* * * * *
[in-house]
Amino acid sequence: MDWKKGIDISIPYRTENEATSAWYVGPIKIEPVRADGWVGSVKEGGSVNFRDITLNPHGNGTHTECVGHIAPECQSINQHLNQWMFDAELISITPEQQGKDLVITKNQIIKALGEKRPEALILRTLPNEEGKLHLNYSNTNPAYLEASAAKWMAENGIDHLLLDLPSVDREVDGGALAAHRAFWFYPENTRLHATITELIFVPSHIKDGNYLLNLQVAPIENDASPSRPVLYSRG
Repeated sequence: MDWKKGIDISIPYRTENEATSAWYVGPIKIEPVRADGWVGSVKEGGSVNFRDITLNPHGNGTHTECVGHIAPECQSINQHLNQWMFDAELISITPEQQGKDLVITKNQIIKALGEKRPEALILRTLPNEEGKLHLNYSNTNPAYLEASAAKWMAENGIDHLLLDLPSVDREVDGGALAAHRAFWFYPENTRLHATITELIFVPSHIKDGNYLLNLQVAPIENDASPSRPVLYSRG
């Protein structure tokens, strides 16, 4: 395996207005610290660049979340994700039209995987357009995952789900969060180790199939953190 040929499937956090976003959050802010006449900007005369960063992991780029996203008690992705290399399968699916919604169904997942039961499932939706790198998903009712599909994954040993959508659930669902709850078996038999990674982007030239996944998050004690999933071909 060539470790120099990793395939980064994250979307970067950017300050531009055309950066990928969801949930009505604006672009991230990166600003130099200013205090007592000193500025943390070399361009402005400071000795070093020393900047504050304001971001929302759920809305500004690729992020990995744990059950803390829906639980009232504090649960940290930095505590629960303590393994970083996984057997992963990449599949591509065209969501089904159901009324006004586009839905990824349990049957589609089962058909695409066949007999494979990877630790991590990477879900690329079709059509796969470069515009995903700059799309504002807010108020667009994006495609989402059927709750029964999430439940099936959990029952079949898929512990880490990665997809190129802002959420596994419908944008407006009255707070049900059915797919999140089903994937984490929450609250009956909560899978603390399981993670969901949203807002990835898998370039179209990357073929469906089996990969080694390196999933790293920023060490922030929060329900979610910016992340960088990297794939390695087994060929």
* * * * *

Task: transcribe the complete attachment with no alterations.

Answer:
[in-house]
Amino acid sequence: MDWKKGIDISIPYRTENEATSAWYVGPIKIEPVRADGWVGSVKEGGSVNFRDITLNPHGNGTHTECVGHIAPECQSINQHLNQWMFDAELISITPEQQGKDLVITKNQIIKALGEKRPEALILRTLPNEEGKLHLNYSNTNPAYLEASAAKWMAENGIDHLLLDLPSVDREVDGGALAAHRAFWFYPENTRLHATITELIFVPSHIKDGNYLLNLQVAPIENDASPSRPVLYSRG
Repeated sequence: MDWKKGIDISIPYRTENEATSAWYVGPIKIEPVRADGWVGSVKEGGSVNFRDITLNPHGNGTHTECVGHIAPECQSINQHLNQWMFDAELISITPEQQGKDLVITKNQIIKALGEKRPEALILRTLPNEEGKLHLNYSNTNPAYLEASAAKWMAENGIDHLLLDLPSVDREVDGGALAAHRAFWFYPENTRLHATITELIFVPSHIKDGNYLLNLQVAPIENDASPSRPVLYSRG
């Protein structure tokens, strides 16, 4: 395996207005610290660049979340994700039209995987357009995952789900969060180790199939953190 040929499937956090976003959050802010006449900007005369960063992991780029996203008690992705290399399968699916919604169904997942039961499932939706790198998903009712599909994954040993959508659930669902709850078996038999990674982007030239996944998050004690999933071909 060539470790120099990793395939980064994250979307970067950017300050531009055309950066990928969801949930009505604006672009991230990166600003130099200013205090007592000193500025943390070399361009402005400071000795070093020393900047504050304001971001929302759920809305500004690729992020990995744990059950803390829906639980009232504090649960940290930095505590629960303590393994970083996984057997992963990449599949591509065209969501089904159901009324006004586009839905990824349990049957589609089962058909695409066949007999494979990877630790991590990477879900690329079709059509796969470069515009995903700059799309504002807010108020667009994006495609989402059927709750029964999430439940099936959990029952079949898929512990880490990665997809190129802002959420596994419908944008407006009255707070049900059915797919999140089903994937984490929450609250009956909560899978603390399981993670969901949203807002990835898998370039179209990357073929469906089996990969080694390196999933790293920023060490922030929060329900979610910016992340960088990297794939390695087994060929």